Detachment is often thought as a negative word. It could mean losing touch with the world. It could also mean being aloof or separated. However, detachment is a skill as it is an art. There is nothing inherently wrong about this. On the contrary, it can be a saving factor towards having inner peace.Throughout our lives, we have this urge to find what’s ours in this world. We were taught that this toy is ours while that one’s someone else’s. We only play with what’s ours and that we can’t touch other people’s stuff. Ownership is an important governing factor in life. And, with that ownership comes attachment.
Attachment is deeply ingrained in us. It is human. We attach ourselves to things, people, ideas, beliefs, and even in ourselves. However, this attachment can bring us despair as it brings us happiness.
When we get too attached to objects beyond our control, we lose ourselves. It’s because we’ve attached ourselves towards impermanent things. This can mean losing people or material possessions will make us go off track. When we’ve attached ourselves to an idea, losing that thing could mean losing our peace.
A useful reminder in stoic philosophy is “Everything is ephemeral.” Everything in life comes and goes. Plants wither. Emotions switch. The weather changes. We die. Nothing is permanent. Those things are beyond your control. Attaching yourself to an impermanent object is a sure way towards pain. This is why you need to detach yourself from those things and people.
Think of detachment as a loose grip on objects that will disappear anytime. It’s not an excessive choking hold, but a gentle one that allows you to be free any time. When we detach ourselves from objects, we become more self-sufficient even once they’re gone.
We need to remind ourselves of the ephemeral nature of the world. We need to make the most out of the time that we have while enjoying the presence of this object or person. This allows us to nurture gratitude in our hearts. Take care not to view the ephemerality of life hedonistically, though, as there needs to be a balance. There is a fine line between #YOLO and making the most out of every moment.
Another way to look at impermanence and detachment is to focus your limited time towards the things that you can control. Although you can’t control how people treat you, you can control how you treat others. Instead of worrying so much what people think of you, focus on being a better person. No matter what others do to you, you know for yourself that you’re living an honest life and you’re bettering yourself.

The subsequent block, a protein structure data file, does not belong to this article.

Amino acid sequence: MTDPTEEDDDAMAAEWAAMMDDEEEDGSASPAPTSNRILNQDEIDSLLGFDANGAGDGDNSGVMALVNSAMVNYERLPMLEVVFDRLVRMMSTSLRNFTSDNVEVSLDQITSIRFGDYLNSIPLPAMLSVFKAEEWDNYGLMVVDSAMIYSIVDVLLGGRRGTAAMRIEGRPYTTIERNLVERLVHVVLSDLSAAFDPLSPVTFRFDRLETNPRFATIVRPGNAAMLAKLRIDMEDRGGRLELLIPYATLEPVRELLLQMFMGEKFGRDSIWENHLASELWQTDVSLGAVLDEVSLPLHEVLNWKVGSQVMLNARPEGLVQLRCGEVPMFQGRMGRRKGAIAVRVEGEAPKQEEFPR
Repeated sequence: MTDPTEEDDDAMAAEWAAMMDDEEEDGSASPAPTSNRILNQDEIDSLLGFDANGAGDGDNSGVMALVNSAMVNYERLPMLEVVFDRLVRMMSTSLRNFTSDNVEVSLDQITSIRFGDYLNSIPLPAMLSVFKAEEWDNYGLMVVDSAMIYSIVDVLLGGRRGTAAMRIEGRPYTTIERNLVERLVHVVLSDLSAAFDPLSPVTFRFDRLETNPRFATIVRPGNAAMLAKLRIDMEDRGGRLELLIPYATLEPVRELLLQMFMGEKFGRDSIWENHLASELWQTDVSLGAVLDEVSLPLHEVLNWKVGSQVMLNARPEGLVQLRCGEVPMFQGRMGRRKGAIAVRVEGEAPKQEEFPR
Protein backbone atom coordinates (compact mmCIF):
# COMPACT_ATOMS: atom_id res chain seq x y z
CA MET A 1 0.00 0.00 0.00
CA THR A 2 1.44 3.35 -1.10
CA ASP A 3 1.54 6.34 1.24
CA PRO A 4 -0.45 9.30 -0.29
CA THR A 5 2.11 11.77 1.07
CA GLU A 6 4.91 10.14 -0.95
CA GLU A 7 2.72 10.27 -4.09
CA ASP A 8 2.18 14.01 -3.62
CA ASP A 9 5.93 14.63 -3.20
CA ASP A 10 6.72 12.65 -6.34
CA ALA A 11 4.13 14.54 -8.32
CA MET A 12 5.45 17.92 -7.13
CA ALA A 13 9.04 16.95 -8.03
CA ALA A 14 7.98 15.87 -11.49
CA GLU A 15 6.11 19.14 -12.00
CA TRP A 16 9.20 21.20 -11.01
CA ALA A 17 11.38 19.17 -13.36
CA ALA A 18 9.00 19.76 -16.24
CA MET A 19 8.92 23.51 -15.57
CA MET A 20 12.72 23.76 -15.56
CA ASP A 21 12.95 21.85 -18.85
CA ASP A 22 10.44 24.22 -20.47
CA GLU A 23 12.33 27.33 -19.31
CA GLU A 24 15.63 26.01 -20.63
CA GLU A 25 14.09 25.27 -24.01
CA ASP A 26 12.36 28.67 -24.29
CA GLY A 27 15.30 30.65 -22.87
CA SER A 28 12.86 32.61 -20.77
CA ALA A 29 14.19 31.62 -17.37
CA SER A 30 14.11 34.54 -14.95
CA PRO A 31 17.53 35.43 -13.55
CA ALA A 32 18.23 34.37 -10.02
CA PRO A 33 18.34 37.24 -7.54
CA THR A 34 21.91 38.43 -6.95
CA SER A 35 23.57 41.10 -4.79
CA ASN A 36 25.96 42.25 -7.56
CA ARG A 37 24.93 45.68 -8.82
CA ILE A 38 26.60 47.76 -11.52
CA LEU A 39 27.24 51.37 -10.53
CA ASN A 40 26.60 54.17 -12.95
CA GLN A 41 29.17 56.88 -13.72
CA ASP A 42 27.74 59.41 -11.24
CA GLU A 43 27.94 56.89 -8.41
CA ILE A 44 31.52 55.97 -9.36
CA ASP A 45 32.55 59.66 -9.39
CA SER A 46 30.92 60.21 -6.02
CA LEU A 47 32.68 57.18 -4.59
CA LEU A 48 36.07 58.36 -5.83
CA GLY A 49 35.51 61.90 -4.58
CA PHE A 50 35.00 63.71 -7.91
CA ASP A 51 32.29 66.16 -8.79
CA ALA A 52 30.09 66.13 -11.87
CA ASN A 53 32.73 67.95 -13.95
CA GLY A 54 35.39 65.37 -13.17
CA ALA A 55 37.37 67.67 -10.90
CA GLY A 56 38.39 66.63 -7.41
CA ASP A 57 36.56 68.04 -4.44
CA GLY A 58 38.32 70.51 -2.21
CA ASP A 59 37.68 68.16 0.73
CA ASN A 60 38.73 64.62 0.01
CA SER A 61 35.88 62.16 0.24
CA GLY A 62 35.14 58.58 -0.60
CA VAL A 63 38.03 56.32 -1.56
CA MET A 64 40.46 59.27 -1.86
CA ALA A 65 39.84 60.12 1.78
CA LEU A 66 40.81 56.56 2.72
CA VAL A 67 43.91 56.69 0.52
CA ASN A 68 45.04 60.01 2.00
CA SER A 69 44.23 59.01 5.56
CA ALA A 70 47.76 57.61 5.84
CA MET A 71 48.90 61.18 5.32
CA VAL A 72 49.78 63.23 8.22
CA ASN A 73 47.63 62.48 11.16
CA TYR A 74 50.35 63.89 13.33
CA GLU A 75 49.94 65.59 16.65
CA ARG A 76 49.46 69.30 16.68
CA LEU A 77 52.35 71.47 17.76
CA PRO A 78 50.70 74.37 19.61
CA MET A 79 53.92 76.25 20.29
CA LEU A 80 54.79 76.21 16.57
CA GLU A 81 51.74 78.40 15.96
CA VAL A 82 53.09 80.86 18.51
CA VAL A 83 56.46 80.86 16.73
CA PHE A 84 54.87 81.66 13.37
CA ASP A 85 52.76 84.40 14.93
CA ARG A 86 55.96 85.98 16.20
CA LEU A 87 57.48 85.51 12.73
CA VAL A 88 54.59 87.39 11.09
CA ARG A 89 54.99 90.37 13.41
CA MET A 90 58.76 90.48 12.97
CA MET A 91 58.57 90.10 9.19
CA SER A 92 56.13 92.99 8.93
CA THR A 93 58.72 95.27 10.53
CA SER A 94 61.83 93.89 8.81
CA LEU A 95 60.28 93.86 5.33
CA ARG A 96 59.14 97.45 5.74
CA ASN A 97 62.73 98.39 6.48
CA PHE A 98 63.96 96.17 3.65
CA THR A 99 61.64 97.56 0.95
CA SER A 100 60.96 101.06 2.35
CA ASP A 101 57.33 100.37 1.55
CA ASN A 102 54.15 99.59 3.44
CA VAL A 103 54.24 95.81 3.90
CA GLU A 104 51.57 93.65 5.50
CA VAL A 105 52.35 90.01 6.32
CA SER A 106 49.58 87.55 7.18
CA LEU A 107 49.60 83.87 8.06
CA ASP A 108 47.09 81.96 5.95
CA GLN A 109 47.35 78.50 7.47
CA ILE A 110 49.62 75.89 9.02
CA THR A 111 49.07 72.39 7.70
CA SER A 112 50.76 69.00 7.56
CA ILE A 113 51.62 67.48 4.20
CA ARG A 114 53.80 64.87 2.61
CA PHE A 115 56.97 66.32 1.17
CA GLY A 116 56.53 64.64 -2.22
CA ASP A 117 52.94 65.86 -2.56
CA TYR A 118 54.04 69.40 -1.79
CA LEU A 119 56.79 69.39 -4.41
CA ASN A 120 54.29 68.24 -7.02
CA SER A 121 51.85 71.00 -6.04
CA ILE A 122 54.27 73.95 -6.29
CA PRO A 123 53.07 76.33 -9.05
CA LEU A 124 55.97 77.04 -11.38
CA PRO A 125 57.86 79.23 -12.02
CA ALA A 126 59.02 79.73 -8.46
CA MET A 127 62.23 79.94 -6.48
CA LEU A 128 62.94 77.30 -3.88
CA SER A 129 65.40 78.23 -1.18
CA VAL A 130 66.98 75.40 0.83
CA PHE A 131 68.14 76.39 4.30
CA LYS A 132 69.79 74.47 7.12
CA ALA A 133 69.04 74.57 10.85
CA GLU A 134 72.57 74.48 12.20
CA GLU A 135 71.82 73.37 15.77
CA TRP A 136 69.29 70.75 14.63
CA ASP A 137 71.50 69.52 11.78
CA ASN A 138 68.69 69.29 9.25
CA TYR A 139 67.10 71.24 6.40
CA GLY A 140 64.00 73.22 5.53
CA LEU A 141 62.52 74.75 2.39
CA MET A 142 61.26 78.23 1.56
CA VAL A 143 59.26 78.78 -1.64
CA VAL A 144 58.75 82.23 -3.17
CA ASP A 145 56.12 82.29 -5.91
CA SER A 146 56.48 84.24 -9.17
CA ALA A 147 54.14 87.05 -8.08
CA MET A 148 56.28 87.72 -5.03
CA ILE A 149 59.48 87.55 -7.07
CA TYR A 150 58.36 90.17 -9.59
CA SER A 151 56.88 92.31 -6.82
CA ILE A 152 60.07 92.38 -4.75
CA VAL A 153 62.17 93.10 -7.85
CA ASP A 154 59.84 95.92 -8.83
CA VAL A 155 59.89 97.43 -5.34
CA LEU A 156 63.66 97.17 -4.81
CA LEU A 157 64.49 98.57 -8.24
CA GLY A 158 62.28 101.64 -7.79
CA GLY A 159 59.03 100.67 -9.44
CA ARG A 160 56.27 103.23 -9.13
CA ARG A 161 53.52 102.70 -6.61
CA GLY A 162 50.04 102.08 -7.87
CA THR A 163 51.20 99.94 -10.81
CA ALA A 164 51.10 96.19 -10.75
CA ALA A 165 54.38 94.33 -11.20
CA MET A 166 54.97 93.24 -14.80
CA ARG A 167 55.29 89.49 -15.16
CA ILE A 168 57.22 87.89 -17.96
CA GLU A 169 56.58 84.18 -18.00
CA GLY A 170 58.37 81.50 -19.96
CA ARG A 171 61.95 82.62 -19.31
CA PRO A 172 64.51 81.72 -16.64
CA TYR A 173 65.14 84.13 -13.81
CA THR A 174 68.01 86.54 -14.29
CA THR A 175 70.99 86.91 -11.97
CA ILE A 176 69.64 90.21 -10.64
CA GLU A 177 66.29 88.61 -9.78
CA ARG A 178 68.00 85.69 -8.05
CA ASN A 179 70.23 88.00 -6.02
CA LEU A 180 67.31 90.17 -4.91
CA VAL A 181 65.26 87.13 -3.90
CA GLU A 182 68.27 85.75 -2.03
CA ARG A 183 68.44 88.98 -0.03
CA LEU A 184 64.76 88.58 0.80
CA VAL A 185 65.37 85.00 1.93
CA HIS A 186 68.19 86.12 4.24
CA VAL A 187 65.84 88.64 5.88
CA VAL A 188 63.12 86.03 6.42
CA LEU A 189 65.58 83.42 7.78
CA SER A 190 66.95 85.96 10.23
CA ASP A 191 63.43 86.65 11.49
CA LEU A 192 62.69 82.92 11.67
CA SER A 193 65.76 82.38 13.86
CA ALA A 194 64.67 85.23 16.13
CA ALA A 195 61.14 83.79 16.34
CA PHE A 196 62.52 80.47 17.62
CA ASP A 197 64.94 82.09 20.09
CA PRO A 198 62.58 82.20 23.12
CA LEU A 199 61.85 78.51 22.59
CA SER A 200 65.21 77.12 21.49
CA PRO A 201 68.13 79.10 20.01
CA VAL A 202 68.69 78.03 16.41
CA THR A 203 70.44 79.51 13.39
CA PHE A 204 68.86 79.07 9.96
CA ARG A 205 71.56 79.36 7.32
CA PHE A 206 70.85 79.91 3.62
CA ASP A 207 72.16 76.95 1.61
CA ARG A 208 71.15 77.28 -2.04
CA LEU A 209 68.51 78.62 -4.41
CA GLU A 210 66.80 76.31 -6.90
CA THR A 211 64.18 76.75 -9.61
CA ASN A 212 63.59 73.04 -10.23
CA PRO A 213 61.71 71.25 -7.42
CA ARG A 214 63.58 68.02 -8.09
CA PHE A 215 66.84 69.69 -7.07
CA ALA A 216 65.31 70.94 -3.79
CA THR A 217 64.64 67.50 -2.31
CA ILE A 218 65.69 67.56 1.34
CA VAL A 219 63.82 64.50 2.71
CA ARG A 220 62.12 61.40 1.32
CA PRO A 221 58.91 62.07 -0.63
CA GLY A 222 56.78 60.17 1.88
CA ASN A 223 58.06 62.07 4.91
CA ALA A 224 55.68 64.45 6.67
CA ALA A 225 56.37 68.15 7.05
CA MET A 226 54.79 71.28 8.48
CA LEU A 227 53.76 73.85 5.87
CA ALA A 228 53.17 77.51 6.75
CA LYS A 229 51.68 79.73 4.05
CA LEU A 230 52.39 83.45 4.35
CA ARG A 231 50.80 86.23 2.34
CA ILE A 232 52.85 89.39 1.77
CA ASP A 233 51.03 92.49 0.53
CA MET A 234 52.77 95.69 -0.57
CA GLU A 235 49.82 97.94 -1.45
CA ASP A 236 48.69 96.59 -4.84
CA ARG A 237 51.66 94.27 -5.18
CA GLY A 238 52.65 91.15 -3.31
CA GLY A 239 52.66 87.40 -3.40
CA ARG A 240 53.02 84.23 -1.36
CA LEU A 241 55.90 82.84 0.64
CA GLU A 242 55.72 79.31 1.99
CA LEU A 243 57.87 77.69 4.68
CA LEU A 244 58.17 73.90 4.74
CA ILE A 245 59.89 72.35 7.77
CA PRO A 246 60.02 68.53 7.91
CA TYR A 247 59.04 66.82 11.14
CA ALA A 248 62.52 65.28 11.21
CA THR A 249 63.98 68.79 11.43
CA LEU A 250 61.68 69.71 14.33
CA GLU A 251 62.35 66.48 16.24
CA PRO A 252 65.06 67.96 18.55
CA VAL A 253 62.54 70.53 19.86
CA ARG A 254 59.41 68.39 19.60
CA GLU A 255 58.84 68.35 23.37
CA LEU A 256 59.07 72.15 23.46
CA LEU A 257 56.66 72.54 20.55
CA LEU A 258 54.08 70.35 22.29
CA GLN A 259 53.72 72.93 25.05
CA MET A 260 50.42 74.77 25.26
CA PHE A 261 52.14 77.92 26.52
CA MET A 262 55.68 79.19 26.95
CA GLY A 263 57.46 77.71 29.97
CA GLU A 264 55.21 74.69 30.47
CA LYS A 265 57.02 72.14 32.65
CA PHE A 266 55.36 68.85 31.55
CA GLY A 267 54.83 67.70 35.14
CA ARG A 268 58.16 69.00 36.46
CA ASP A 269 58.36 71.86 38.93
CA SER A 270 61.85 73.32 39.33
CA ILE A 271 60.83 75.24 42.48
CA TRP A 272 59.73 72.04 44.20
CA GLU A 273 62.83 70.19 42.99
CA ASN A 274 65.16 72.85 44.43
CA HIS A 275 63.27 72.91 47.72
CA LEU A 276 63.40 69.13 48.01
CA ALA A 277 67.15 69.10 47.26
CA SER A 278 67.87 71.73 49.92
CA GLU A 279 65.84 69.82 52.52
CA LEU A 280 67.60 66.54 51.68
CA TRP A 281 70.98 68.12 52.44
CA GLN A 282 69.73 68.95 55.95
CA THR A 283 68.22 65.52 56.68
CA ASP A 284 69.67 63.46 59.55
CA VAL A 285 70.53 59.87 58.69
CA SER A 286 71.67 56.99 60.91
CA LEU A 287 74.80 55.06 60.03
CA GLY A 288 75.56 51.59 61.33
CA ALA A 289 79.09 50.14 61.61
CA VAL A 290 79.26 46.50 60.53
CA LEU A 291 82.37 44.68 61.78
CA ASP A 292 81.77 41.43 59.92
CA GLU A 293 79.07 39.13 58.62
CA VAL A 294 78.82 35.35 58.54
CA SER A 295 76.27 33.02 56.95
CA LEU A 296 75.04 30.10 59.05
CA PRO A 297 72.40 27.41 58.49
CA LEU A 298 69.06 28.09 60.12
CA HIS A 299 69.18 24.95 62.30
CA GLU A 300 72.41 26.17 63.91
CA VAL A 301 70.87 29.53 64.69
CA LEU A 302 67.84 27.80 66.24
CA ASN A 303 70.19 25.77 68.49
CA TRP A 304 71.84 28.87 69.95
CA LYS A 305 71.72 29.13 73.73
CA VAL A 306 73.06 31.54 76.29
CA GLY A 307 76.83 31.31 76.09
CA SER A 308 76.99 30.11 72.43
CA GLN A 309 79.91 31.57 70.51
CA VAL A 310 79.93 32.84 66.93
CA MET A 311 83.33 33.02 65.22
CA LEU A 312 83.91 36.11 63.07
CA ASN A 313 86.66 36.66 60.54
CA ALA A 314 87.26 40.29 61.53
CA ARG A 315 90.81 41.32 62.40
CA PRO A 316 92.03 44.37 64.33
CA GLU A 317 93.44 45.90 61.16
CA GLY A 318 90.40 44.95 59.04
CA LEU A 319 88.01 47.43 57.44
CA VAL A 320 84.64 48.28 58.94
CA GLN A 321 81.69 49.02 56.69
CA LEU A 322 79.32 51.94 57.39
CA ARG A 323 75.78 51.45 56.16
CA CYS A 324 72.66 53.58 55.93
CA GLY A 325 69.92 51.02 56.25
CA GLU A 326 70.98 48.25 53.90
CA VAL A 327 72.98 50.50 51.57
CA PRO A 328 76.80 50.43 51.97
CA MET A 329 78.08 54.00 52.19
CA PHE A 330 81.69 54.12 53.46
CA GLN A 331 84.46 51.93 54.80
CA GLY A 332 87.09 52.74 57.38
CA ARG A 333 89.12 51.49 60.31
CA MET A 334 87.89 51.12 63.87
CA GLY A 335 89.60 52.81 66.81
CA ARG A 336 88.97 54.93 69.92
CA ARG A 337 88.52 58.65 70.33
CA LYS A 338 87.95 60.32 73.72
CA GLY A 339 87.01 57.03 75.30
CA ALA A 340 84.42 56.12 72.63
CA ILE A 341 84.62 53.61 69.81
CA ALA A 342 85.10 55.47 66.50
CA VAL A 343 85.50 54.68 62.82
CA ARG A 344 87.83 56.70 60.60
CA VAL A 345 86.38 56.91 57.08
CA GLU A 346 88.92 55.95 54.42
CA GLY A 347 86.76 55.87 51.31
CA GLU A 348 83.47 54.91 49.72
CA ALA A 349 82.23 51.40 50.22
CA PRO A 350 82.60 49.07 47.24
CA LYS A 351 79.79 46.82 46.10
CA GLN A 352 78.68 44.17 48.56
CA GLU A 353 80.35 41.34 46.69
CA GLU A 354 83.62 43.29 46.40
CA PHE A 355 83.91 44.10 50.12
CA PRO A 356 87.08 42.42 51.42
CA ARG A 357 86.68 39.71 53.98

Detachment, just like mindfulness, takes practice. You can’t just magically apply in all aspects of your life. There will definitely be some sort of resistance. However, you need to note it, let it go, and try again.
Unfortunately, it’s easier said than done. I’ve been trying my best to detach myself from things beyond my control. What people think of me is out of my control. Therefore, it’s none of my business. When I try to attach myself to an idea of how people should perceive me, I become a slave towards that idea. Similarly, when I attach myself to friends who will change and will possibly lose touch with me, I am setting myself up for a major heartbreak.
Instead of focusing and attaching myself to people, situations, and ideas, I just try to focus on making sure that I am becoming a better person. I focus on my craft and my productivity. I ask myself, “Will I be happy five years from now?” What I do is that I try to become a better friend, a better partner, and a better human. I’m not perfect and there’s no easy way to go about it. I focus on these things because these are within my control. I’m still trying to discover what will bring me satisfaction in the long term.
Trust me, I don’t have everything figured out yet. There are times when I catch myself getting angry because a plan didn’t go my way or one person treats me badly. Once I recognize that thought, I note it, understand it, and let it go. Often, it takes days before I realize that I’ve sacrificed my own peace for something I have no control over. So, I just fucking let it go. It’s not worth it, honestly.
I guess what I’m trying to say is to detach yourself from the external ephemeral parts of the world. Instead attach yourself inwards and towards the things that you can control, like your values and principles. These are the things that are more worthy of your time.